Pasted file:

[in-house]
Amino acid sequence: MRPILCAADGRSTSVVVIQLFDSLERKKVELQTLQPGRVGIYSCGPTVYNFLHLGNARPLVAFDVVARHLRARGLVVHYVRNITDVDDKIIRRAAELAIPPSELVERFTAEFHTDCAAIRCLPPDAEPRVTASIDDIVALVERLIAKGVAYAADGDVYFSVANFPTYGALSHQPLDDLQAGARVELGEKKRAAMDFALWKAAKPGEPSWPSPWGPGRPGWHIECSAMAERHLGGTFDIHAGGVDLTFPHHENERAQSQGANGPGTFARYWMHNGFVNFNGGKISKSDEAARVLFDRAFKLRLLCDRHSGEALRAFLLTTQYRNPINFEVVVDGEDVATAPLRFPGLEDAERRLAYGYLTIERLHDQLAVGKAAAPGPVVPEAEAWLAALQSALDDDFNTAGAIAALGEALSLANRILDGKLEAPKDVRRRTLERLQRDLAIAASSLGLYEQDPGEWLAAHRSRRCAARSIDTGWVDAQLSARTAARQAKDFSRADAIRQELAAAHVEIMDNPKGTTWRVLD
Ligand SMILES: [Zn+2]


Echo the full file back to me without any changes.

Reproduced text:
[in-house]
Amino acid sequence: MRPILCAADGRSTSVVVIQLFDSLERKKVELQTLQPGRVGIYSCGPTVYNFLHLGNARPLVAFDVVARHLRARGLVVHYVRNITDVDDKIIRRAAELAIPPSELVERFTAEFHTDCAAIRCLPPDAEPRVTASIDDIVALVERLIAKGVAYAADGDVYFSVANFPTYGALSHQPLDDLQAGARVELGEKKRAAMDFALWKAAKPGEPSWPSPWGPGRPGWHIECSAMAERHLGGTFDIHAGGVDLTFPHHENERAQSQGANGPGTFARYWMHNGFVNFNGGKISKSDEAARVLFDRAFKLRLLCDRHSGEALRAFLLTTQYRNPINFEVVVDGEDVATAPLRFPGLEDAERRLAYGYLTIERLHDQLAVGKAAAPGPVVPEAEAWLAALQSALDDDFNTAGAIAALGEALSLANRILDGKLEAPKDVRRRTLERLQRDLAIAASSLGLYEQDPGEWLAAHRSRRCAARSIDTGWVDAQLSARTAARQAKDFSRADAIRQELAAAHVEIMDNPKGTTWRVLD
Ligand SMILES: [Zn+2]